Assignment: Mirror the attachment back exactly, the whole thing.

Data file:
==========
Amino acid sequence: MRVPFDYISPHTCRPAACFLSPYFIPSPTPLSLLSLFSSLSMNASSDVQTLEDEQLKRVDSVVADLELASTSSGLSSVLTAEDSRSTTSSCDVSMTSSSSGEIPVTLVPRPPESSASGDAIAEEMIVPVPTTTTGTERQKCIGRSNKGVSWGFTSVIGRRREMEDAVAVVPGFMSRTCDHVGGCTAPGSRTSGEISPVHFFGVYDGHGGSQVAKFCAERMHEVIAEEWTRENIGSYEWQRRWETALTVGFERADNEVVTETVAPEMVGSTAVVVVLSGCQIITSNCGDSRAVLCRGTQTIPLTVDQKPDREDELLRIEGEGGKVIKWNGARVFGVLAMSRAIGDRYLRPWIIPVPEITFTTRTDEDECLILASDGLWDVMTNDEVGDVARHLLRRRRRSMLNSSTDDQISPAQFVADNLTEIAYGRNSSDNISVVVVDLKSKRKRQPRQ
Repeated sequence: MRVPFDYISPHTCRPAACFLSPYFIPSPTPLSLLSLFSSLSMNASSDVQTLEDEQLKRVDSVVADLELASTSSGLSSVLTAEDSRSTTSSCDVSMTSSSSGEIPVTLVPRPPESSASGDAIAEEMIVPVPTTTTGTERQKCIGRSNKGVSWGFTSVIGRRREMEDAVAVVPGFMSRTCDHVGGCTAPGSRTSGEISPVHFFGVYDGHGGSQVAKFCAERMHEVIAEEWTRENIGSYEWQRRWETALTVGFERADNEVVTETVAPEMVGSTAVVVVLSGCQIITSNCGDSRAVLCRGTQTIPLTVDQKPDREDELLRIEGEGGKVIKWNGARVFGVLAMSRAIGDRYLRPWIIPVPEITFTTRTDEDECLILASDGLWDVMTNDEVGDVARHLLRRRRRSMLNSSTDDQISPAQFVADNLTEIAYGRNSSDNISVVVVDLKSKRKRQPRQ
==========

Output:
Amino acid sequence: MRVPFDYISPHTCRPAACFLSPYFIPSPTPLSLLSLFSSLSMNASSDVQTLEDEQLKRVDSVVADLELASTSSGLSSVLTAEDSRSTTSSCDVSMTSSSSGEIPVTLVPRPPESSASGDAIAEEMIVPVPTTTTGTERQKCIGRSNKGVSWGFTSVIGRRREMEDAVAVVPGFMSRTCDHVGGCTAPGSRTSGEISPVHFFGVYDGHGGSQVAKFCAERMHEVIAEEWTRENIGSYEWQRRWETALTVGFERADNEVVTETVAPEMVGSTAVVVVLSGCQIITSNCGDSRAVLCRGTQTIPLTVDQKPDREDELLRIEGEGGKVIKWNGARVFGVLAMSRAIGDRYLRPWIIPVPEITFTTRTDEDECLILASDGLWDVMTNDEVGDVARHLLRRRRRSMLNSSTDDQISPAQFVADNLTEIAYGRNSSDNISVVVVDLKSKRKRQPRQ
Repeated sequence: MRVPFDYISPHTCRPAACFLSPYFIPSPTPLSLLSLFSSLSMNASSDVQTLEDEQLKRVDSVVADLELASTSSGLSSVLTAEDSRSTTSSCDVSMTSSSSGEIPVTLVPRPPESSASGDAIAEEMIVPVPTTTTGTERQKCIGRSNKGVSWGFTSVIGRRREMEDAVAVVPGFMSRTCDHVGGCTAPGSRTSGEISPVHFFGVYDGHGGSQVAKFCAERMHEVIAEEWTRENIGSYEWQRRWETALTVGFERADNEVVTETVAPEMVGSTAVVVVLSGCQIITSNCGDSRAVLCRGTQTIPLTVDQKPDREDELLRIEGEGGKVIKWNGARVFGVLAMSRAIGDRYLRPWIIPVPEITFTTRTDEDECLILASDGLWDVMTNDEVGDVARHLLRRRRRSMLNSSTDDQISPAQFVADNLTEIAYGRNSSDNISVVVVDLKSKRKRQPRQ